The Southwestern Historical Quarterly, Volume 38, July 1934 - April, 1935 Page: 123
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Silent Years in Texas History
the natives, who soon tired of ordered life and restrictions and
threatened the very existence of the men who had come at their
bidding out of love for humanity. Then one night, the small band
of disheartened missionaries and soldiers steal away, after burying
the mission bells and small cannon, and silence reigns once more
over the wilderness. For twenty years, until St. Denis appeared
unexpectedly at the Presidio of San Juan Bautista on the Rio
Grande, this silence seems to reign supreme. Until very recently
it was thought that in reality there had been a complete lull; that
during these years all interest and activity in Texas ceased; that
these were silent years in the history of our State.
Contrary to this general impression, interest in Texas continued,
activity went on, although greatly diminished, and far from being
silent years, these two decades are replete with interest because of
the mystery that envelopes the activity of the French in the region
occupied by the Asinai. In the subdued light that filters into the
unexplored region, in the all-enveloping silence, there stilthily
moves the shadow of a man who for more than forty years was to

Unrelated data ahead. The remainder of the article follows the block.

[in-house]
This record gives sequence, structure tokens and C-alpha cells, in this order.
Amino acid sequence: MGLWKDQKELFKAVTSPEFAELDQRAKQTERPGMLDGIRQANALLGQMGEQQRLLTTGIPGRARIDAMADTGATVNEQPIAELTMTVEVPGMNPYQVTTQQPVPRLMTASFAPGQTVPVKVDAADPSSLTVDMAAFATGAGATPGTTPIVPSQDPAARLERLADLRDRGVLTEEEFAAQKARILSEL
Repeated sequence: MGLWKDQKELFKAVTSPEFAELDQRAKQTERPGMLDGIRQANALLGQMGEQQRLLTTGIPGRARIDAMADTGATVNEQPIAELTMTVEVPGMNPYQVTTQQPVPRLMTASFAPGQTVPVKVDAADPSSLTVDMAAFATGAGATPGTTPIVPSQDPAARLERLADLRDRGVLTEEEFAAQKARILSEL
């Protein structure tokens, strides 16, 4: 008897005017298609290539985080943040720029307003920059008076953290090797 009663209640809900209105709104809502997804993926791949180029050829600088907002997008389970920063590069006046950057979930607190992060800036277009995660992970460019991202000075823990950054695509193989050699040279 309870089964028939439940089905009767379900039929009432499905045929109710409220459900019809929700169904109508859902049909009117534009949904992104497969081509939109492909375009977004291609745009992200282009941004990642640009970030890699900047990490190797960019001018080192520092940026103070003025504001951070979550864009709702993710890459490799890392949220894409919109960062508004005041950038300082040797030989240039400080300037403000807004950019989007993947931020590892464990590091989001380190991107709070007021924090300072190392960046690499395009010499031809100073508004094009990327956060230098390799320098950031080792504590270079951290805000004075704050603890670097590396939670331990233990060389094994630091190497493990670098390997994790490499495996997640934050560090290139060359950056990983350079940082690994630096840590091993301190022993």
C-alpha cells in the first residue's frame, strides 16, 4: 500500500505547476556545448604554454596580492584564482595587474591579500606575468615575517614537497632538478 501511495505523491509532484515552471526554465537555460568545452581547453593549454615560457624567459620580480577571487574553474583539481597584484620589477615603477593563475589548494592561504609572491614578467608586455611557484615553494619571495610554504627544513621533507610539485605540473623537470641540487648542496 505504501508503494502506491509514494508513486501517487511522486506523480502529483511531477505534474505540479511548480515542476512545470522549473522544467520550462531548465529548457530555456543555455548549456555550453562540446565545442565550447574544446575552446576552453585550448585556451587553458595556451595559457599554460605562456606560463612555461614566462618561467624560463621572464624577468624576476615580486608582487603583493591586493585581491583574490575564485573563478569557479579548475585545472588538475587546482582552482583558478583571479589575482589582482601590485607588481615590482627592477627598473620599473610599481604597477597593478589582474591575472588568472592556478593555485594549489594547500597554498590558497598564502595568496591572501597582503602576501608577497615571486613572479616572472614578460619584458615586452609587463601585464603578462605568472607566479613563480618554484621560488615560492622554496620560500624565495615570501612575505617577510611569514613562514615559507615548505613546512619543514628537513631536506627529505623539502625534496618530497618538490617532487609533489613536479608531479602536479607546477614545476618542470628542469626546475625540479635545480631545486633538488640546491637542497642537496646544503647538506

play an important role in the history of the Franco-Spanish
frontier in America, a man of whom Governor Boneo y Morales
said in 1744 "St. Denis is dead, thank God ! Now we can breathe
easier."' In the stillness of the forest a voice is heard calling to
the Indians, expressing a hope for an early return. Fray Hidalgo
kept his eyes fixed constantly on his dearly beloved Tejas, as he
waited patiently on the outposts of Coahuila for an opportunity
to return to Texas, and on two occasions made bold to write to
the French themselves to inquire after the welfare of the Indians.4
In the course of this short paper it is the intention of the writer
to bring out as many of the meager details as he has been able to find
concerning the activities of St. Denis during this apparently sterile
period and to point out other indications of both Spanish and
French interest in the area occupied by the Asinai confederacy in
the hope of arousing interest among those who love to delve into
the obscure corners of history that the silent years may at last tell
their story and that our history may be continuous instead of
broken by this gap.
3Bolton, Texas in the Middle Eighteenth Century, 41.
4Resumnen general de los autos sobre noticias, informes y escritos desde
1688 a 1716... in San Francisco el Grande Archive, VIII, 126-163 (Photo-
stat copy, University of Texas).
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Texas State Historical Association. The Southwestern Historical Quarterly, Volume 38, July 1934 - April, 1935, periodical, 1935; Austin, Texas. (texashistory.unt.edu/ark:/67531/metapth117143/m1/137/: accessed June 26, 2017), University of North Texas Libraries, The Portal to Texas History, texashistory.unt.edu; crediting Texas State Historical Association.